This is worthy advice. Jop, he says, has launched five independent magazines from scratch. It’s meant, in the tough times, living on his lifetime savings and taking on freelance design work to finance his ideas, sometimes for years on end.
Jonkers is the son of a preacher from the Dutch countryside; van Bennekom the son of a teacher from the middle-class suburbs. Each defined their style and launched their careers from uneventful, socially conservative backgrounds. “I had three television channels when I grew up,” van Bennekom says.
The pair met in Amsterdam in 1997, when Jonkers, then an art critic for the Dutch newspaper De Volkskrant, interviewed van Bennekom, a graphic design graduate who founded Re-Magazine, the influential title he began as a conceptual graduation project on leaving the Jan van Eyck Academie in Maastricht, which he managed to sustain for 12 issues until 2005. Each was predicated on a different thematic idea – how to understand boredom, for example, or, as in the case of the last issue, an exploration of an individual, with No 12 focused on a London-based woman struggling with depression, featuring portraits of her and the excerpts of an eight-hour interview.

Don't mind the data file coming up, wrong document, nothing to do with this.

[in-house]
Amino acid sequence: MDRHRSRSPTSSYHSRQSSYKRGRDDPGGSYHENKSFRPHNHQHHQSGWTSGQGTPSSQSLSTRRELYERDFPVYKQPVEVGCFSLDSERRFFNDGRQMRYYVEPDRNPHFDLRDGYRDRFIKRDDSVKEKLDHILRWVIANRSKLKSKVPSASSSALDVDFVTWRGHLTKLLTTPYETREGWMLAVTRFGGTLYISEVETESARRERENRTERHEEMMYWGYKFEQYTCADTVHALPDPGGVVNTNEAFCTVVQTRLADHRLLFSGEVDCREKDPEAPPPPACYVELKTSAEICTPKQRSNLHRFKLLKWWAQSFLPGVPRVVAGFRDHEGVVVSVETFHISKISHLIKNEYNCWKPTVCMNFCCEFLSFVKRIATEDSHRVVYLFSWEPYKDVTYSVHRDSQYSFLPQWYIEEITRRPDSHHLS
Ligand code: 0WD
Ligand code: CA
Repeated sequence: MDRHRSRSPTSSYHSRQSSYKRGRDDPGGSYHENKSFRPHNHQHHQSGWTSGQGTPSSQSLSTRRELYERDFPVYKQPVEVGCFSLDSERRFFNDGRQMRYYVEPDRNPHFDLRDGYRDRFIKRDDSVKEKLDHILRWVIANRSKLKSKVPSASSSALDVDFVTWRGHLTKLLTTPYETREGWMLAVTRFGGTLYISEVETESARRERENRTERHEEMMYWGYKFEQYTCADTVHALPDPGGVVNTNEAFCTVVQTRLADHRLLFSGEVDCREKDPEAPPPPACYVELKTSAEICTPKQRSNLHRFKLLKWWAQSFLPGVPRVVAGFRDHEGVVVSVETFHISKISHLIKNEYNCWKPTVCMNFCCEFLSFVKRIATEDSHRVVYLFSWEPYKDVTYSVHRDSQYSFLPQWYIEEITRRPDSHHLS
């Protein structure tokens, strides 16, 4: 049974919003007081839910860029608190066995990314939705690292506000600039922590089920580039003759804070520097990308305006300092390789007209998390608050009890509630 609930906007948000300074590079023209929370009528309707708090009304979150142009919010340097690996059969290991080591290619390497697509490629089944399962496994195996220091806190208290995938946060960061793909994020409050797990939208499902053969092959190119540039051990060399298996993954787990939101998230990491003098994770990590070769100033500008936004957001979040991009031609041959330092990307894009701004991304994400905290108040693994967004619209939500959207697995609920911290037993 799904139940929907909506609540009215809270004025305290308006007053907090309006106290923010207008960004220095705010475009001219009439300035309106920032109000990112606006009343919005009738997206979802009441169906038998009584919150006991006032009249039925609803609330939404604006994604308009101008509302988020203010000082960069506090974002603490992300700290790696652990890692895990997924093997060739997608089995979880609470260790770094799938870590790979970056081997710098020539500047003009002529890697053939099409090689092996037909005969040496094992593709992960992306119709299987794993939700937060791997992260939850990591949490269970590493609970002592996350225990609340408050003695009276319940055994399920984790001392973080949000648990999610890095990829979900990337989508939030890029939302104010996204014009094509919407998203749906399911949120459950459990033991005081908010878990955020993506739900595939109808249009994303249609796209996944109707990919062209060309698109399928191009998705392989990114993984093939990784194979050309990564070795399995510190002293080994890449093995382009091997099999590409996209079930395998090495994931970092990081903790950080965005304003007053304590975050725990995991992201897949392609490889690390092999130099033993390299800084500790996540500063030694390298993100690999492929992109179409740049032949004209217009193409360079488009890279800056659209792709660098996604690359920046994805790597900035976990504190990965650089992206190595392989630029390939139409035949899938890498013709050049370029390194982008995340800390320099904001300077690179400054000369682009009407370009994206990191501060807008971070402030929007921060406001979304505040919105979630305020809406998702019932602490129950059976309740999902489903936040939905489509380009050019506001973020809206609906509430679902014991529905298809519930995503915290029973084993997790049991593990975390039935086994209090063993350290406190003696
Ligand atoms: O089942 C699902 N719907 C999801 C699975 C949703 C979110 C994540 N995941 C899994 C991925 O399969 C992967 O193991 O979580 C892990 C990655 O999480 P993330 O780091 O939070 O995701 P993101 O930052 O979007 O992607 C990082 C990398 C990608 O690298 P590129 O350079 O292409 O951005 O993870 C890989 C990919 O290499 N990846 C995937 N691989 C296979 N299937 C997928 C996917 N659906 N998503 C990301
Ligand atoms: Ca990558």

“It has always been the basic idea of Re-Magazine to describe life from a personal perspective, to include trivial information within a bigger idea,” van Bennekom said in an interview with Axel Wieder of Editing Attitude. “To find a language that is part of things and not intellectually hovering above things. I’ve read [Michel] Foucault, and I also smoke Marlboro Medium; they are part of the same reality, at least my own. I’m interested in these kinds of relationships. I like to recontextualise trivial information to the point where it becomes meaningful.”